Finally, to make your image more or less transparent, you can use the Opacity slider.
Move the slider to the left to make your picture more transparent and to the right to make it less transparent.
Check out our Learn section to watch Da Vinci Eye instructional videos:
Or try completing the challenges at the top of the home screen to learn things like: How to record time lapse videos of your drawings, how to add filters to pictures to make them easier to draw, and how to use advanced features like the strobe to make super realistic drawings.
As always, if you have any questions or need any help, shoot us an email using the email button at the bottom of the home screen.
You can also check out our video on how to get started with Classic Mode right here:
For this lesson, we are going draw this photo to fit a 14 x 17 piece of paper:
1. Start by drawing a large circle. This is just for reference so draw this pretty light. This is going to represent how big the head is going the be. (Note that I made my circle roughly the same shape as her head)
2. Enlarge your image to match the size of the circle. You are basically making a hole, then sticking the face in it!
*You can now erase the circle you made as you won’t need them anymore*
3. Begin to trace the reference image as you normally would. The secret here is we want to make some areas as exact as possible because we are going to use these areas as reference points later.
You’ll notice that because your phone’s camera is so close to your paper, you can only see a small section of the paper. So how do we draw the other parts of drawing?
That’s easy… We just move the phone to where we want to draw next! Make sure to follow the next steps in order to correctly do this!
4. Press the move button, and with just *1 finger*, move the image to align with your reference points. In this case, I’ve drawn the lips in pretty fine detail… so I am going to use those as my reference point.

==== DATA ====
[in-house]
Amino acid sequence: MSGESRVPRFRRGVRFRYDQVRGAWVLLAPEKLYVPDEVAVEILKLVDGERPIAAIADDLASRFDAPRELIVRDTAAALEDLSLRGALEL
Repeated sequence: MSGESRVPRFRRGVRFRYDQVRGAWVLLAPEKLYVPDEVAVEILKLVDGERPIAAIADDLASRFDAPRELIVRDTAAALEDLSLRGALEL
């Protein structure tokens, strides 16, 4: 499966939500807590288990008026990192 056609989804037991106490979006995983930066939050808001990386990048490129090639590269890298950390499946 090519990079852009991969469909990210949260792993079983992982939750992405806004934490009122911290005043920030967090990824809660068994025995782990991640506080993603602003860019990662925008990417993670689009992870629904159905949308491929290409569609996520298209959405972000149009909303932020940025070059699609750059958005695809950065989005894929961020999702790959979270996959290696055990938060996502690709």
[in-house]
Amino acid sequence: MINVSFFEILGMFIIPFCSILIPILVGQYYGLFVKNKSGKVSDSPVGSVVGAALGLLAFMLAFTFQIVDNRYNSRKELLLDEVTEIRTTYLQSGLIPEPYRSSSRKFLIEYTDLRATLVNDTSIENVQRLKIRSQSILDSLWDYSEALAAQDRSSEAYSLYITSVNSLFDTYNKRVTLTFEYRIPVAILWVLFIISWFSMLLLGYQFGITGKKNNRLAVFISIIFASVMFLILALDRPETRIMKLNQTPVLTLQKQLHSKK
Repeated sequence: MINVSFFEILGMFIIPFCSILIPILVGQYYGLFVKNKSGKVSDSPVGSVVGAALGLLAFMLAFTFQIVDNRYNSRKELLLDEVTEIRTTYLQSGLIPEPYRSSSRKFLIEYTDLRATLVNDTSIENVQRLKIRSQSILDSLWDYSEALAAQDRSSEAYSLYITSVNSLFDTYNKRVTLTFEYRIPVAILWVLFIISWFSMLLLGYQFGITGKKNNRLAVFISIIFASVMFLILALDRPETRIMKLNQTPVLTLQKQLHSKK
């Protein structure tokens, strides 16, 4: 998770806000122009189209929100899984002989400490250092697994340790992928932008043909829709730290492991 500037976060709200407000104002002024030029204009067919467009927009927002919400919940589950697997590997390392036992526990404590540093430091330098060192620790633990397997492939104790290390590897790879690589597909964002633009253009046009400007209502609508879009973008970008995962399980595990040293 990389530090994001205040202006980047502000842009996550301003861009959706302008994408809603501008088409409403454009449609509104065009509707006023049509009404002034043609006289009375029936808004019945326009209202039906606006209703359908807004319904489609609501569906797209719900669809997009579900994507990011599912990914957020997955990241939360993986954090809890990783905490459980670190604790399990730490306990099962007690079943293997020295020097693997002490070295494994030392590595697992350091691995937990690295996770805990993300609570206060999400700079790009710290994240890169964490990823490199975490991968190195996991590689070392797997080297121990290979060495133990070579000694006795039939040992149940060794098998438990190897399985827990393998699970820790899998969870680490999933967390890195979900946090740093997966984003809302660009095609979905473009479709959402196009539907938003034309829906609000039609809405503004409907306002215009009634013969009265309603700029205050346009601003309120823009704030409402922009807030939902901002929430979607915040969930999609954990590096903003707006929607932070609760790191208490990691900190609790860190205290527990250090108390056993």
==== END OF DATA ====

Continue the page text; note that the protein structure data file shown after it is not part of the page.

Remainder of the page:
Just get it pretty close because you can just nudge your cup to get it precisely aligned.
*Do not forget to press the move button again when you are done aligning your image.*
5. Now just keep repeating this step of drawing a section, moving, and aligning.
This whole outline took less than 5 minutes!
*This same process works for an iPad!*
This wraps up our tutorial on how to draw large pictures in Classic Mode! Don’t forget to upload your pictures in the app on iOS or tag us on Instagram!
Hey Everyone! Today we are going to be talking about the breakdown feature in Da Vinci Eye. Breakdown Mode is also called Step By Step in the Android version of the app. If you don’t want to read all of this I’ve posted a video at the bottom of the page, however below goes into a bit more depth.
If you haven’t already download the Da Vinci Eye app!
Using this mode, you can turn any picture into a step-by-step drawing tutorial. It does not give you lines to draw. Instead, it is more like a custom paint-by-numbers picture, which is more in line with how professional artists draw and paint.
Learning to see color values
The goal of this mode is to train your eye on how to see different color values or shades of gray. Eventually, you will learn how to identify light, mid-tone, and dark areas without the aid of the app. Simply put, this mode teaches you how to draw realistic portraits.